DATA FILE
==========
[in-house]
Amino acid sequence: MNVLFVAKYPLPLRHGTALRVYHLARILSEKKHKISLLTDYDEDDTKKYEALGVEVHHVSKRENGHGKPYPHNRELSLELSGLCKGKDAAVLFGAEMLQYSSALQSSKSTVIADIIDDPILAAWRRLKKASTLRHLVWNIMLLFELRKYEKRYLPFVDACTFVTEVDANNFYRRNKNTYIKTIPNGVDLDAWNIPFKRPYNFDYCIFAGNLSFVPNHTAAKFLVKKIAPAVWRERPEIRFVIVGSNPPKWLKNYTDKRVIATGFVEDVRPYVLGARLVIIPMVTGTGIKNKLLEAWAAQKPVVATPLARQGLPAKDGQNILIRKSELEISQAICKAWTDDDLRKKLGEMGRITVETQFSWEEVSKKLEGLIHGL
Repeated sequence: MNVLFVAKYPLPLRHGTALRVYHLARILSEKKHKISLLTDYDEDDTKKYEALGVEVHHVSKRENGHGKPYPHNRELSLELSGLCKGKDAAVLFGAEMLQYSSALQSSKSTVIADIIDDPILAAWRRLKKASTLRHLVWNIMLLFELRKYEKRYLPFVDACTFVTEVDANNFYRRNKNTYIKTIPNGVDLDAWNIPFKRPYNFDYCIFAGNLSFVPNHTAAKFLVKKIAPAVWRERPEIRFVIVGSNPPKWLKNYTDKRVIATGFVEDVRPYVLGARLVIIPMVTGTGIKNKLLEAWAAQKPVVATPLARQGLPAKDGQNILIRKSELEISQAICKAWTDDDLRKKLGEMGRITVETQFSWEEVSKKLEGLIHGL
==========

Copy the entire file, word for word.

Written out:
[in-house]
Amino acid sequence: MNVLFVAKYPLPLRHGTALRVYHLARILSEKKHKISLLTDYDEDDTKKYEALGVEVHHVSKRENGHGKPYPHNRELSLELSGLCKGKDAAVLFGAEMLQYSSALQSSKSTVIADIIDDPILAAWRRLKKASTLRHLVWNIMLLFELRKYEKRYLPFVDACTFVTEVDANNFYRRNKNTYIKTIPNGVDLDAWNIPFKRPYNFDYCIFAGNLSFVPNHTAAKFLVKKIAPAVWRERPEIRFVIVGSNPPKWLKNYTDKRVIATGFVEDVRPYVLGARLVIIPMVTGTGIKNKLLEAWAAQKPVVATPLARQGLPAKDGQNILIRKSELEISQAICKAWTDDDLRKKLGEMGRITVETQFSWEEVSKKLEGLIHGL
Repeated sequence: MNVLFVAKYPLPLRHGTALRVYHLARILSEKKHKISLLTDYDEDDTKKYEALGVEVHHVSKRENGHGKPYPHNRELSLELSGLCKGKDAAVLFGAEMLQYSSALQSSKSTVIADIIDDPILAAWRRLKKASTLRHLVWNIMLLFELRKYEKRYLPFVDACTFVTEVDANNFYRRNKNTYIKTIPNGVDLDAWNIPFKRPYNFDYCIFAGNLSFVPNHTAAKFLVKKIAPAVWRERPEIRFVIVGSNPPKWLKNYTDKRVIATGFVEDVRPYVLGARLVIIPMVTGTGIKNKLLEAWAAQKPVVATPLARQGLPAKDGQNILIRKSELEISQAICKAWTDDDLRKKLGEMGRITVETQFSWEEVSKKLEGLIHGL